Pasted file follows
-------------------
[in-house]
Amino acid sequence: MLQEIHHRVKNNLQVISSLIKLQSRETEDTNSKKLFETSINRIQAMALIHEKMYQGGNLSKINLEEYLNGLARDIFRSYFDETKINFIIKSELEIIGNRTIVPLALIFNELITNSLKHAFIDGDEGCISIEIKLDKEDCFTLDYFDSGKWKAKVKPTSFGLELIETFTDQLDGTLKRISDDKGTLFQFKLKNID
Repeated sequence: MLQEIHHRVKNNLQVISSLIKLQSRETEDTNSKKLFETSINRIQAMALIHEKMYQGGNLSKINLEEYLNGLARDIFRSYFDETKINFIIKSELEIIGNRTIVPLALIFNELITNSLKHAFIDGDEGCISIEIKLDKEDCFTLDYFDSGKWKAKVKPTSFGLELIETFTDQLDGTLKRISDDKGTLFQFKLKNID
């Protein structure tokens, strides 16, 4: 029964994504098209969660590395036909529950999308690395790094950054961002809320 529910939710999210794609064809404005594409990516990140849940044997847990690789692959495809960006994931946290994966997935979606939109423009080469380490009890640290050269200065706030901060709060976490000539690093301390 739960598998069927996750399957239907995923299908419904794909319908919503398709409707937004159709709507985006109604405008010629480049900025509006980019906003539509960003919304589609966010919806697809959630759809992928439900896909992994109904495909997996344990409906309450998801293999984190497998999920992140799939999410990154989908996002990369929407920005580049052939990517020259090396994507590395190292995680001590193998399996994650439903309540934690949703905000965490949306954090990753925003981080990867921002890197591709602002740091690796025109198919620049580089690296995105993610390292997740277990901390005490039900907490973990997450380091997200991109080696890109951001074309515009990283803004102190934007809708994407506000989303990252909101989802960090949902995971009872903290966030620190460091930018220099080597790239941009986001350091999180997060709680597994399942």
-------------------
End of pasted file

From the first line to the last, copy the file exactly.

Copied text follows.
[in-house]
Amino acid sequence: MLQEIHHRVKNNLQVISSLIKLQSRETEDTNSKKLFETSINRIQAMALIHEKMYQGGNLSKINLEEYLNGLARDIFRSYFDETKINFIIKSELEIIGNRTIVPLALIFNELITNSLKHAFIDGDEGCISIEIKLDKEDCFTLDYFDSGKWKAKVKPTSFGLELIETFTDQLDGTLKRISDDKGTLFQFKLKNID
Repeated sequence: MLQEIHHRVKNNLQVISSLIKLQSRETEDTNSKKLFETSINRIQAMALIHEKMYQGGNLSKINLEEYLNGLARDIFRSYFDETKINFIIKSELEIIGNRTIVPLALIFNELITNSLKHAFIDGDEGCISIEIKLDKEDCFTLDYFDSGKWKAKVKPTSFGLELIETFTDQLDGTLKRISDDKGTLFQFKLKNID
């Protein structure tokens, strides 16, 4: 029964994504098209969660590395036909529950999308690395790094950054961002809320 529910939710999210794609064809404005594409990516990140849940044997847990690789692959495809960006994931946290994966997935979606939109423009080469380490009890640290050269200065706030901060709060976490000539690093301390 739960598998069927996750399957239907995923299908419904794909319908919503398709409707937004159709709507985006109604405008010629480049900025509006980019906003539509960003919304589609966010919806697809959630759809992928439900896909992994109904495909997996344990409906309450998801293999984190497998999920992140799939999410990154989908996002990369929407920005580049052939990517020259090396994507590395190292995680001590193998399996994650439903309540934690949703905000965490949306954090990753925003981080990867921002890197591709602002740091690796025109198919620049580089690296995105993610390292997740277990901390005490039900907490973990997450380091997200991109080696890109951001074309515009990283803004102190934007809708994407506000989303990252909101989802960090949902995971009872903290966030620190460091930018220099080597790239941009986001350091999180997060709680597994399942």